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Text Me Back: Customer Service for the SMS Generation

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Many people would not consider texting back a retailer when they get a mobile phone message – in many cases, they simply couldn’t. But that’s changing. More retailers and e-commerce companies are starting to use text messaging for business use to have two-way conversations with their customers as an effective way to improve customer experience while solving problems quicker. 

Karen is ordering a coffee in the airport when her phone dings. A text tells her that her flight is delayed. But instead of calling the customer service number and cycling through a frustrating interactive voice response system with seemingly endless hold times or queuing up to talk to a gate agent, she simply sends a text back to the airline to book a different flight. After a few quick messages back and forth, Karen is rebooked, all in the time it takes for the barista to make her a cappuccino.

Less than a decade ago, this would be considered a far-fetched scenario. However, two way texting is becoming an increasingly used tool by brands to communicate with their audiences. Now changing the time of a flight, tracking a package for delivery or locating the cab you booked are all possible and made easier by text.

The process has been made more simple with technology and there is now the potential to complete and fulfill orders, provide support, and answer any questions a customer may have via SMS messaging. Text messaging can be integrated with systems like customer relationship management (CRM) or enterprise resource planning (ERP) software via application programming interfaces (APIs).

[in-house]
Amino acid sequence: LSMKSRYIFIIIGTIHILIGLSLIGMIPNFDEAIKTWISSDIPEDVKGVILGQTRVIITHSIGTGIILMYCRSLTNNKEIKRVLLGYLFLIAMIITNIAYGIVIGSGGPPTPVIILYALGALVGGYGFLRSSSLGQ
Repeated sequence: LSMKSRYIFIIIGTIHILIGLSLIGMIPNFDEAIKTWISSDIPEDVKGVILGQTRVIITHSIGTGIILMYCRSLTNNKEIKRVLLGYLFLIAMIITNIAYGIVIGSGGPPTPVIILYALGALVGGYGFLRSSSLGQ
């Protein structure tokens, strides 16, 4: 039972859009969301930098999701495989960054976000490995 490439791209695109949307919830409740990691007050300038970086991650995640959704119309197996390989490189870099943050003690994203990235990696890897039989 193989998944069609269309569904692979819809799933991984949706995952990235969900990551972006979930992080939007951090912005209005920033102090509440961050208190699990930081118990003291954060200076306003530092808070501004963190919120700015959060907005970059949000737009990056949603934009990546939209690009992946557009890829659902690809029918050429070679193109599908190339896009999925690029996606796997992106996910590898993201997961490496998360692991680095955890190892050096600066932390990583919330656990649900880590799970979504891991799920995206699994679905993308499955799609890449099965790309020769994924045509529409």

A customer could text a brand a picture of a code on the tag of a clothing item to order the item in their size or ask how to troubleshoot a television setup. Text messages are fast, widely opened, and platform-agnostic. This allows companies to create an even fuller picture of customer interactions and track behaviour patterns.

And the potential market is enormous. Over three quarters of US adults own a smartphone and studies suggest almost everyone is texting. This is especially the case with millennials who text "a lot" by their own admission. Most importantly, it is millennials who have the most spending power of any generation, which has piqued the interests of brands trying to reach them for their markets.

Realizing the huge market that can be tapped, retailers and e-commerce companies have started using text messaging for business use to troubleshoot faster and facilitate self-service actions like tracking packages or reducing the hassle around a cancelled flight.

While the benefits of two way texting are clear however, it is an under-utilized tactic. Research firm Gartner found that not only do more than half of brands not use it, but one-third don't plan to invest in it. This despite the fact that 90% of text messages are opened and read within three minutes of receipt.

Currently, one in ten SMS exchanges in the US are one-way communications from businesses to consumers. Typically, these are confirmations, verifications, coupons, and special offers – think of passcodes sent via SMS, or deals of the day sent by large online retailers. While troubleshooting two way conversations are present, they are much less common.

For businesses, using two way texting to communicate with consumers can be done simply by integrating the SMS messaging with contact centres and existing systems via an API. These APIs allow data to flow seamlessly between the systems to provide answers or store customer queries.

This lets the company store customer information in its databases and create a complete view of all the customer's interactions, which can later be used for more personally targeted marketing to connect with the SMS generation.

While some brands use apps to achieve this, the simple process of a two way conversation via text avoids the cumbersome process of downloading an application in order to communicate with a company - which can be troublesome in some situations when a data connection cannot be trusted or is unreliable.

Text messaging for business use has now become second nature to many consumers, and studies suggest customers are more willing to text brands than in the past. In effect, consumers and brands are becoming more like friends, texting each other forward and back. For companies that adopt two way messaging, that friendship can result in more satisfied customers.

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Profile picture for user Jean By Jean Shin
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